Negotiation Styles and How to Approach Them

BY Rachel Cagle
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Negotiations are arguably the worst part of the sales process. They’re stressful and can sometimes ruin a would-​be perfect sale if executed improperly. According to Jeff Cochran, writing for Selling Power, there are five basic styles of negotiations. Two will result in success, two are doomed to fail, and the last one could go either way. This post will cover three of these ideas.

Negotiation Styles


Hopefully you can tell by the title that this is one of the doomed-​to-​fail styles of negotiations. This style occurs when both parties are only focused on their own desires. They’re both coming into the negotiation knowing what is best for them with no consideration for the other people involved and are unmoving in their stance. Sales reps should never approach a sale this way. Your primary purpose is to help your prospects. Of course, making money is important as well. But being unwilling to discuss pricing and/​or add-​ons makes it seem as if you’re trying to exploit your prospect. You’re trying to find a solution that benefits you both as equally as possible. You can’t do that if you go into the negotiation competitively. If you’re unwilling to compromise in some form or other, you’ll probably lose the sale.


This is the other doomed negotiation style, and unfortunately, this is usually a style more prospects are guilty of than salespeople. “Avoidant negotiators are unassertive and uncooperative,” says Cochran. “In this engagement, someone does not want to participate. They stay away from discussions, use delay tactics, or give in quickly — usually leading to unresolved tensions that often re-​emerge later.”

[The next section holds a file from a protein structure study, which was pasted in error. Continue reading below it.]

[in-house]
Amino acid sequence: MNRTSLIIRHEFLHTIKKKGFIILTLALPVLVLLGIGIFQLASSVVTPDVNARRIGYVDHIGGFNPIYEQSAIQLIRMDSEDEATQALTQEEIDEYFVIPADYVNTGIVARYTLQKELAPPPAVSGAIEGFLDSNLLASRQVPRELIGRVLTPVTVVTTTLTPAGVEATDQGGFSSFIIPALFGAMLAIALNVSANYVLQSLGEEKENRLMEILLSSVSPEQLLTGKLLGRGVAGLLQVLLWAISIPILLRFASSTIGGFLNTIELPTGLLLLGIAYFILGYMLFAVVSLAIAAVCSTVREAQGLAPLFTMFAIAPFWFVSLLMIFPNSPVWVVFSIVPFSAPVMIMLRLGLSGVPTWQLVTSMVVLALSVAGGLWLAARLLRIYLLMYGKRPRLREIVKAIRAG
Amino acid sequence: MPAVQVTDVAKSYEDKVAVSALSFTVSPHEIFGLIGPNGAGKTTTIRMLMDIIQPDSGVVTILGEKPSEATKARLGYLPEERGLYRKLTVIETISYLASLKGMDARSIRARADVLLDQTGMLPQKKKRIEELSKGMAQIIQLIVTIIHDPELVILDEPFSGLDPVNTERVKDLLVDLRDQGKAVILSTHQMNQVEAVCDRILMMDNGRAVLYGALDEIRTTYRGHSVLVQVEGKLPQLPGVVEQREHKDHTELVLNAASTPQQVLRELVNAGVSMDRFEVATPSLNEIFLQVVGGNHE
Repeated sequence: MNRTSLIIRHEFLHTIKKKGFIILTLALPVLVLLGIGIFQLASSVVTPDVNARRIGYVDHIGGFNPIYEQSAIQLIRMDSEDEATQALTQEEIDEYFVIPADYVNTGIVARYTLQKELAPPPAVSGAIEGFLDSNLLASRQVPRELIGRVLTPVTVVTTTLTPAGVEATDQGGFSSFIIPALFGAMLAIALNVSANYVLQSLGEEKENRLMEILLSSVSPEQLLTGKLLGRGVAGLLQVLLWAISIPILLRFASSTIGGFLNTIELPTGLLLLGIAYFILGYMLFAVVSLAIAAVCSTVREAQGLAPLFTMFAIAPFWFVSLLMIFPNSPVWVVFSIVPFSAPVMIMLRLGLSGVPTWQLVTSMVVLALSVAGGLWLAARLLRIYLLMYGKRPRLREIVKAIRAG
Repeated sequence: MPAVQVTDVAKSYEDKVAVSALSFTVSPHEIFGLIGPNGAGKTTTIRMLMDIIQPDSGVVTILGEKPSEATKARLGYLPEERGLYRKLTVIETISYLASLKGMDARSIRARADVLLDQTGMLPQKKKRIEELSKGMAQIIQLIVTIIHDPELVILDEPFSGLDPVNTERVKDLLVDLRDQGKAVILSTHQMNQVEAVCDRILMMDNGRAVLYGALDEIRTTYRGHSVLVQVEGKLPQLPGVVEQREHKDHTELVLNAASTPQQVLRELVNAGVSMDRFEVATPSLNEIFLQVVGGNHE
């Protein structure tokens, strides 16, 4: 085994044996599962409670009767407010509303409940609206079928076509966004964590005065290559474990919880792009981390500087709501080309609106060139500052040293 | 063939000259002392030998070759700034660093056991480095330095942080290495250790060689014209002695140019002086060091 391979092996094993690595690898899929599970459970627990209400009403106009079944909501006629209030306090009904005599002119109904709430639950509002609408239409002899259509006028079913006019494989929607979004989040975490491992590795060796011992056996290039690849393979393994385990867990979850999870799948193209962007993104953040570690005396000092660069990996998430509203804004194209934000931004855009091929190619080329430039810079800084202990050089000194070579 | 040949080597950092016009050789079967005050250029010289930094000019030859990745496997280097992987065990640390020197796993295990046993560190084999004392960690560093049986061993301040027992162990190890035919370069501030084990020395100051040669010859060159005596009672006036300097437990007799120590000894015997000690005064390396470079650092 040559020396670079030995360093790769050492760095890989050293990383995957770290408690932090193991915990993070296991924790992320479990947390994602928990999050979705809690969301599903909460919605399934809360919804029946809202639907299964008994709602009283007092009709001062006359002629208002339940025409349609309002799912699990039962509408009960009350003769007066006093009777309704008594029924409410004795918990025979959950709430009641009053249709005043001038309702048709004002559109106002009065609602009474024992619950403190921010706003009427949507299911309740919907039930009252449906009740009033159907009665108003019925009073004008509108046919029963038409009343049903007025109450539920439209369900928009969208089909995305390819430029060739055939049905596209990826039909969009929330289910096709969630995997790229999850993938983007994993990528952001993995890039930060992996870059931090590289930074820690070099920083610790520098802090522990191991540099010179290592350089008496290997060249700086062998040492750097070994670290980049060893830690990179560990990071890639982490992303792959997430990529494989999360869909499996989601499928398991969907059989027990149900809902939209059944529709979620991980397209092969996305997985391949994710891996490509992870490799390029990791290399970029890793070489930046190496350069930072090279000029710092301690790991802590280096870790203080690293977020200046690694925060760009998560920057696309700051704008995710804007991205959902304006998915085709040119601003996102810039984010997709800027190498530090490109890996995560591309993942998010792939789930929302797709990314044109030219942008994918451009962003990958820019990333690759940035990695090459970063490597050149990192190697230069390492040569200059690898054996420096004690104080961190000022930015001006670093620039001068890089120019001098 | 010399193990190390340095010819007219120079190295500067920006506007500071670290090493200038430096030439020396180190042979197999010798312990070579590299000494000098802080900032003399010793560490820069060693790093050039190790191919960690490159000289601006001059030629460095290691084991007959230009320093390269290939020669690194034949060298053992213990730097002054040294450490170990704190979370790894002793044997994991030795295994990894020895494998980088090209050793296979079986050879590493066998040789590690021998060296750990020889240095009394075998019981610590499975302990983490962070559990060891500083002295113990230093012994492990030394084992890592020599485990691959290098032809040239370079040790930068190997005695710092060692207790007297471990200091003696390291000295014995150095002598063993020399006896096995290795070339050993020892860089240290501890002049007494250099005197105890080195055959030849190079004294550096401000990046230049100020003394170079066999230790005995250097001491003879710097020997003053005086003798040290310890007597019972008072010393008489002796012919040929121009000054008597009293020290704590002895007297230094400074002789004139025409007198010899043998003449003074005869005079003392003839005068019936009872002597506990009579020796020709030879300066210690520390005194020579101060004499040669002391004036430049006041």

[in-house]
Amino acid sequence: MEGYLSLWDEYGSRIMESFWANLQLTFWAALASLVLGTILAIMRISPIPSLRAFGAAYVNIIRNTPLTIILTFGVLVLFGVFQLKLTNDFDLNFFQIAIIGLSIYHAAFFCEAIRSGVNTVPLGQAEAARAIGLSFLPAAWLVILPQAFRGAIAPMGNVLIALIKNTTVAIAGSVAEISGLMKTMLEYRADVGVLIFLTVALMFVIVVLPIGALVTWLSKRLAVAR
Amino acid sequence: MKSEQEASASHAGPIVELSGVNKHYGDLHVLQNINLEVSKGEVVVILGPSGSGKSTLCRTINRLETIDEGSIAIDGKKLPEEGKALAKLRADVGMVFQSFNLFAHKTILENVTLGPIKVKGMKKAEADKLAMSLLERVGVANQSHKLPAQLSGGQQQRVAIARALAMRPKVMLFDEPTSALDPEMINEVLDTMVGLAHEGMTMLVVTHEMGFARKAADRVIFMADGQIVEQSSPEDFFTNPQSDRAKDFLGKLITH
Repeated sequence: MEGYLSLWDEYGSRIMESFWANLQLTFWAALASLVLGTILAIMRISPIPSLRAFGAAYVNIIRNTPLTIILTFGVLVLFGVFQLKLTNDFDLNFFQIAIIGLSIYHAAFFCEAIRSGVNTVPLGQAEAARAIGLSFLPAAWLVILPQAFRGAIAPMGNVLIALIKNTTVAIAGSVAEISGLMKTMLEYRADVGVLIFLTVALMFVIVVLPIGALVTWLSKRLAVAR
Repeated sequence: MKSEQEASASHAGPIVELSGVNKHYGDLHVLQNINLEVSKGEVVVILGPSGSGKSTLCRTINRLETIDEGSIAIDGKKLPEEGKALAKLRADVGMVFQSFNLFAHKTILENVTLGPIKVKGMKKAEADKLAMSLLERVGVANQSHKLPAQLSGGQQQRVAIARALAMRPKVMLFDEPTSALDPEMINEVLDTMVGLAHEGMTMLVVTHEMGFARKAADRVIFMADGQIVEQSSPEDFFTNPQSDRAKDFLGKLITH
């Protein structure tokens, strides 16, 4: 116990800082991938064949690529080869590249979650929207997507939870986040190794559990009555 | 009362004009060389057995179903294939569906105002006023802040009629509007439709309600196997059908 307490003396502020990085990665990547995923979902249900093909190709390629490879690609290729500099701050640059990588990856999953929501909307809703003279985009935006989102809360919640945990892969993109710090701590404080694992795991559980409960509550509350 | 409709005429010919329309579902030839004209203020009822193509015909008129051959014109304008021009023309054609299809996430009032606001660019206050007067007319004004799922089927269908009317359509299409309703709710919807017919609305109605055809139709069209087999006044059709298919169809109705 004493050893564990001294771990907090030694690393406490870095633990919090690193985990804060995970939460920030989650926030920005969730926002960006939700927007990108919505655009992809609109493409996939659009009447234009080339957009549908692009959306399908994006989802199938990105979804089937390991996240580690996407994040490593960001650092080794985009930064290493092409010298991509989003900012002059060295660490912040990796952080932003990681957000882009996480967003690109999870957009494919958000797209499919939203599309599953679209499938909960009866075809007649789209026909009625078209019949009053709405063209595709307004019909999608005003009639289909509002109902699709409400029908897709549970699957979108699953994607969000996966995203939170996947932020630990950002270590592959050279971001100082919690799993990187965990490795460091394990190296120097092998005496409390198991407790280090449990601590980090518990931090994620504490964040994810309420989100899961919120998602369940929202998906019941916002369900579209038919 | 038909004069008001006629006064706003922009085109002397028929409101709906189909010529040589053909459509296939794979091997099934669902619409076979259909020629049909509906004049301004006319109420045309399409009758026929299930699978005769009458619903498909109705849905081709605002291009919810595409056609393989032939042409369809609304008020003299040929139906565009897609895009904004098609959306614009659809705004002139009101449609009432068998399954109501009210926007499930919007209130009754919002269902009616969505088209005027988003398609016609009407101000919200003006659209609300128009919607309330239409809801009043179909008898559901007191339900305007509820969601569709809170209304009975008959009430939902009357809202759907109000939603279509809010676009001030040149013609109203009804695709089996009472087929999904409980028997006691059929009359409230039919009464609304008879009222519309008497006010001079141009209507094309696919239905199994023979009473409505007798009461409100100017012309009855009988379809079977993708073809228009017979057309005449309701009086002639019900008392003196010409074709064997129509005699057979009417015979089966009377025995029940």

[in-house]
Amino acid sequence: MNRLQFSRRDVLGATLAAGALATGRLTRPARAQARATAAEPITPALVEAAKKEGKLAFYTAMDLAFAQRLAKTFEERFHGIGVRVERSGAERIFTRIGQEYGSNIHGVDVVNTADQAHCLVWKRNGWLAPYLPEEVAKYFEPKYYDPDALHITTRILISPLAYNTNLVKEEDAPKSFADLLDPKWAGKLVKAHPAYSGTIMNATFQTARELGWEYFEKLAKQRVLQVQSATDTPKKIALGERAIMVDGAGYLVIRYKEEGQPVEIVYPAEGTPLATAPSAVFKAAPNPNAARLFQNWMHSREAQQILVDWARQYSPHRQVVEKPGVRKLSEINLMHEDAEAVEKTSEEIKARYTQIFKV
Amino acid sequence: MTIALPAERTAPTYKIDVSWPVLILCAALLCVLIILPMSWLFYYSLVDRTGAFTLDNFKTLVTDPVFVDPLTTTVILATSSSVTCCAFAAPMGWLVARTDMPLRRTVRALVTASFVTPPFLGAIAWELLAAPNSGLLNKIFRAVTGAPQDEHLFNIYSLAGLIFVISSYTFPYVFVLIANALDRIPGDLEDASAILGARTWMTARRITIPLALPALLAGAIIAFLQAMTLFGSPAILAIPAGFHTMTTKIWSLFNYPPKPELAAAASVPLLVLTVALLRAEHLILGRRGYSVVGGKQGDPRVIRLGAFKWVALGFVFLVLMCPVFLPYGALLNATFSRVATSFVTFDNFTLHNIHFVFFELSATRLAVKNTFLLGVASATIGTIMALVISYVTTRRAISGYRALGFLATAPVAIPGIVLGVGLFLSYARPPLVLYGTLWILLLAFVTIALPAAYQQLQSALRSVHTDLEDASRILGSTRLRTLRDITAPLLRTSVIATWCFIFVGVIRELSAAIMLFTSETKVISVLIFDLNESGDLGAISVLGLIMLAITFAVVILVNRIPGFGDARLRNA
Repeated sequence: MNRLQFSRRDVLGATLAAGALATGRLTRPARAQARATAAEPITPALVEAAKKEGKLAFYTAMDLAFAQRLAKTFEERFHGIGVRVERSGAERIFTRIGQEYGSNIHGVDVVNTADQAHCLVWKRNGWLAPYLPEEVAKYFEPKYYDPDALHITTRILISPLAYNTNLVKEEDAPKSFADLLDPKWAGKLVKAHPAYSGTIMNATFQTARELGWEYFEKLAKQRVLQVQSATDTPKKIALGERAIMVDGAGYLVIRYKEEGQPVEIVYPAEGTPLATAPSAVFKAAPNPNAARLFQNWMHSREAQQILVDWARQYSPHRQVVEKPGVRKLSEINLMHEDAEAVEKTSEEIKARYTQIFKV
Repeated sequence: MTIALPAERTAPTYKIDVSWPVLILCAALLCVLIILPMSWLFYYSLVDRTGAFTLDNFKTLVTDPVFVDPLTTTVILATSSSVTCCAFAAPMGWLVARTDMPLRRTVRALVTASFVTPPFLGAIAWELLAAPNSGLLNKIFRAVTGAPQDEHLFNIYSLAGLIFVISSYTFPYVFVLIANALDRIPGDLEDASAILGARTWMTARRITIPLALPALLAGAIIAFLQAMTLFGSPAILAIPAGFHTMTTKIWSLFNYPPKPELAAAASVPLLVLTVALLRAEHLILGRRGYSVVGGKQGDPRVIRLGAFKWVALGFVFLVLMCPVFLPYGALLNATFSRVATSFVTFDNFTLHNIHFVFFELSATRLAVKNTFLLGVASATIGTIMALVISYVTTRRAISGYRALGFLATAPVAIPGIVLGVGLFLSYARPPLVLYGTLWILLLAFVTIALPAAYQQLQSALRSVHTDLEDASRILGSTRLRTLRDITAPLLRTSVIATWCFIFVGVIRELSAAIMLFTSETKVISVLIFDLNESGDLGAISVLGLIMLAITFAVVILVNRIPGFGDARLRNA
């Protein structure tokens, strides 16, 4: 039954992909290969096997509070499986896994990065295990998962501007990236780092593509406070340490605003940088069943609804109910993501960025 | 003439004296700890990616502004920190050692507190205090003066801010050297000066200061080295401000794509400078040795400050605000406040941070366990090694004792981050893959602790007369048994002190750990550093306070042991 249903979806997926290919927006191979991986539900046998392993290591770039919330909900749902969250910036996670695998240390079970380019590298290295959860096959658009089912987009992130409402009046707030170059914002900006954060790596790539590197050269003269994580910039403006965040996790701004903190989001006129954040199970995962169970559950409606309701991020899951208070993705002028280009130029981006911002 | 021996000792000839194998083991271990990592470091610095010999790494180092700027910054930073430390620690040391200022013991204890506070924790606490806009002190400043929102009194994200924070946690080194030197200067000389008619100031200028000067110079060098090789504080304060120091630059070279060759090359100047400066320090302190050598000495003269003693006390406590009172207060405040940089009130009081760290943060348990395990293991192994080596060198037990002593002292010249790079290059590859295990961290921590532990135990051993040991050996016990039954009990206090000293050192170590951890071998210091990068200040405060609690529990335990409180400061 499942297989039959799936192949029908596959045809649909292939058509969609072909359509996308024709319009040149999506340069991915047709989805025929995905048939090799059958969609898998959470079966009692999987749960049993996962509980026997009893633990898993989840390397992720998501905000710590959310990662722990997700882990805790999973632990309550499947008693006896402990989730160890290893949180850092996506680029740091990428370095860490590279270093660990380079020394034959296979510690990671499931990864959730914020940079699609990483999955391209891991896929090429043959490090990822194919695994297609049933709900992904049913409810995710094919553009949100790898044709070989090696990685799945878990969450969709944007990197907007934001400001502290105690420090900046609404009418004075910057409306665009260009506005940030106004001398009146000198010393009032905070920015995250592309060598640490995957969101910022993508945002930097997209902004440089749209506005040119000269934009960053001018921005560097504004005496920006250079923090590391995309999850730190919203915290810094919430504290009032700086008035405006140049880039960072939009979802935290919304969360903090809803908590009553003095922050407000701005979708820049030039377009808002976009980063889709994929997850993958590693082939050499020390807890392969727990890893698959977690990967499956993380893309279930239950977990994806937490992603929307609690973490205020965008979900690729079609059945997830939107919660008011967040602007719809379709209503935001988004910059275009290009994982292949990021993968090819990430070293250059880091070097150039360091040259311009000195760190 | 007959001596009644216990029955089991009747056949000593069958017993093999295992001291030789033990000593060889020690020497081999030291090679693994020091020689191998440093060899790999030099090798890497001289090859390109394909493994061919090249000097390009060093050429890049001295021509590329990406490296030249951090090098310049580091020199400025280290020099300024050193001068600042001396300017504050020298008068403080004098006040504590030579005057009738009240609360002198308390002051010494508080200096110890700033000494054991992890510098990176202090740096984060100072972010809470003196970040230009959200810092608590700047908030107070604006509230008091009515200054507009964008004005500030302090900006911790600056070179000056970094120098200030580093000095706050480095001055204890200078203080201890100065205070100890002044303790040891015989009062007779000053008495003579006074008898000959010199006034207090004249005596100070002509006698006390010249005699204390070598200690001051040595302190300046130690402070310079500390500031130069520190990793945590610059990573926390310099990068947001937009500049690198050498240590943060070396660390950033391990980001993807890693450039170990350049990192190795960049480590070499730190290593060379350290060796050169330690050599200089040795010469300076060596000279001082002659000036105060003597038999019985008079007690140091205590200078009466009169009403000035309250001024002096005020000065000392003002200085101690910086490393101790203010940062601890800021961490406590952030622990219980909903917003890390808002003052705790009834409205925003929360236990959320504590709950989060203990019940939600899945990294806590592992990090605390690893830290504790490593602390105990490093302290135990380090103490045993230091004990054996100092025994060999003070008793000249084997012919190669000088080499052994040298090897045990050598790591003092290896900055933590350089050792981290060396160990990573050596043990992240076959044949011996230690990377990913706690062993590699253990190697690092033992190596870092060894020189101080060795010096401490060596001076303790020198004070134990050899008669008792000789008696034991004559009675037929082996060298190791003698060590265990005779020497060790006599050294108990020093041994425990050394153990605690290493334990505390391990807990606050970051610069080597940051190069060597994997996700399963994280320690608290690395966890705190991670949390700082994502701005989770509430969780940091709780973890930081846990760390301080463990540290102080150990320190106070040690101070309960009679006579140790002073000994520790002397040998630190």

When this happens, it’s safe to say that the prospect is still worried about something. If your prospect is avoiding negotiations, you need to vary your outreach for a moment. Your mission now is to boost the prospect’s confidence in your product or service to a point where they’ll be comfortable buying from you. So, send an email with more examples of how your product or service could benefit the prospect’s company specifically. Weave in some positive reviews from existing customers who are similar to the prospect themselves. If you don’t get a response from that type of outreach, you can always try directly asking what the prospect still needs from you in order to be more confident in a potential purchase. Comfort is critical in sales, especially in a time of economic chaos such as this year. If your prospect is not 100% comfortable with the idea of buying from you, they will avoid negotiations. Obviously, there can be no sale without a negotiation.


Compromising in a negotiation process can result in the sales outcome going either way. If a prospect is too willing to compromise during negotiations, they can end up feeling disappointed in their end of the deal. So, even if the sale closes, they may not want to continue the business relationship further on down the road. Or their disappointment could get the best of them and the sale could fail right then and there. This could also happen on your end. Sometimes, conflict avoidance and quick resolutions are not the best methods. Talk through your terms until you are satisfied and encourage your prospect to do the same.